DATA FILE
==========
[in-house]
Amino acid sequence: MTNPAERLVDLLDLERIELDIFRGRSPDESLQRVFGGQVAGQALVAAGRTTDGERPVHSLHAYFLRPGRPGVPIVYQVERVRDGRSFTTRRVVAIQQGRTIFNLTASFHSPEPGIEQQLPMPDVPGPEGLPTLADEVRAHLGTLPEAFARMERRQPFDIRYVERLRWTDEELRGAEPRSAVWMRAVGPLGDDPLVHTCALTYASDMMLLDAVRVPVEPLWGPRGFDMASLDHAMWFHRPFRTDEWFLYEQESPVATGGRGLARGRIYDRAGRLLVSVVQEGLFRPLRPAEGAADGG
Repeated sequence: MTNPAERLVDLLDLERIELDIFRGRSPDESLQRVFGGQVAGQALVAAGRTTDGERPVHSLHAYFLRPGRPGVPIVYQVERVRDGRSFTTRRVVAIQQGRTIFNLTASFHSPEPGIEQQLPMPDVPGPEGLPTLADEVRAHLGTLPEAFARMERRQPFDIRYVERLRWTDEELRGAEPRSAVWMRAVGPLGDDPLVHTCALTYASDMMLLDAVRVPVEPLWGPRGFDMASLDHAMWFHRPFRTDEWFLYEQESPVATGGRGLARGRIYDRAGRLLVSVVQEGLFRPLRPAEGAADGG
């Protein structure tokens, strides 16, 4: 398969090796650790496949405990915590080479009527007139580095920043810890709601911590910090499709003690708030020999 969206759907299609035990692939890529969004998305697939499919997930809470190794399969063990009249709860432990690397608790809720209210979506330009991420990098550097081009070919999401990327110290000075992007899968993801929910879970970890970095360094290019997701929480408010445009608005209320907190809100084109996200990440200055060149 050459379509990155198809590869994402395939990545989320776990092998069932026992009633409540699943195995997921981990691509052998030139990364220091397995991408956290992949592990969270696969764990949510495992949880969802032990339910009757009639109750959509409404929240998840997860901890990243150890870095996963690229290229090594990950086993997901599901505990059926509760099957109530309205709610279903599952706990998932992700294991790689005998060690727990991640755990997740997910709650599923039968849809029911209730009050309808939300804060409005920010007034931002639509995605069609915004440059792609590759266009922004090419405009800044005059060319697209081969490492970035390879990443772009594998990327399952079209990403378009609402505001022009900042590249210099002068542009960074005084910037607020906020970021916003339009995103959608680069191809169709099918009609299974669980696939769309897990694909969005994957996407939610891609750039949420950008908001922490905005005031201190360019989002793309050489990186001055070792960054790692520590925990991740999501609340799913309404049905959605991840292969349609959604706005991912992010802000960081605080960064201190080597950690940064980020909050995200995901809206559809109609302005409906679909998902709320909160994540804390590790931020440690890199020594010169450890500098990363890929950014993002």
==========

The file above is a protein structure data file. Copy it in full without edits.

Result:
[in-house]
Amino acid sequence: MTNPAERLVDLLDLERIELDIFRGRSPDESLQRVFGGQVAGQALVAAGRTTDGERPVHSLHAYFLRPGRPGVPIVYQVERVRDGRSFTTRRVVAIQQGRTIFNLTASFHSPEPGIEQQLPMPDVPGPEGLPTLADEVRAHLGTLPEAFARMERRQPFDIRYVERLRWTDEELRGAEPRSAVWMRAVGPLGDDPLVHTCALTYASDMMLLDAVRVPVEPLWGPRGFDMASLDHAMWFHRPFRTDEWFLYEQESPVATGGRGLARGRIYDRAGRLLVSVVQEGLFRPLRPAEGAADGG
Repeated sequence: MTNPAERLVDLLDLERIELDIFRGRSPDESLQRVFGGQVAGQALVAAGRTTDGERPVHSLHAYFLRPGRPGVPIVYQVERVRDGRSFTTRRVVAIQQGRTIFNLTASFHSPEPGIEQQLPMPDVPGPEGLPTLADEVRAHLGTLPEAFARMERRQPFDIRYVERLRWTDEELRGAEPRSAVWMRAVGPLGDDPLVHTCALTYASDMMLLDAVRVPVEPLWGPRGFDMASLDHAMWFHRPFRTDEWFLYEQESPVATGGRGLARGRIYDRAGRLLVSVVQEGLFRPLRPAEGAADGG
């Protein structure tokens, strides 16, 4: 398969090796650790496949405990915590080479009527007139580095920043810890709601911590910090499709003690708030020999 969206759907299609035990692939890529969004998305697939499919997930809470190794399969063990009249709860432990690397608790809720209210979506330009991420990098550097081009070919999401990327110290000075992007899968993801929910879970970890970095360094290019997701929480408010445009608005209320907190809100084109996200990440200055060149 050459379509990155198809590869994402395939990545989320776990092998069932026992009633409540699943195995997921981990691509052998030139990364220091397995991408956290992949592990969270696969764990949510495992949880969802032990339910009757009639109750959509409404929240998840997860901890990243150890870095996963690229290229090594990950086993997901599901505990059926509760099957109530309205709610279903599952706990998932992700294991790689005998060690727990991640755990997740997910709650599923039968849809029911209730009050309808939300804060409005920010007034931002639509995605069609915004440059792609590759266009922004090419405009800044005059060319697209081969490492970035390879990443772009594998990327399952079209990403378009609402505001022009900042590249210099002068542009960074005084910037607020906020970021916003339009995103959608680069191809169709099918009609299974669980696939769309897990694909969005994957996407939610891609750039949420950008908001922490905005005031201190360019989002793309050489990186001055070792960054790692520590925990991740999501609340799913309404049905959605991840292969349609959604706005991912992010802000960081605080960064201190080597950690940064980020909050995200995901809206559809109609302005409906679909998902709320909160994540804390590790931020440690890199020594010169450890500098990363890929950014993002």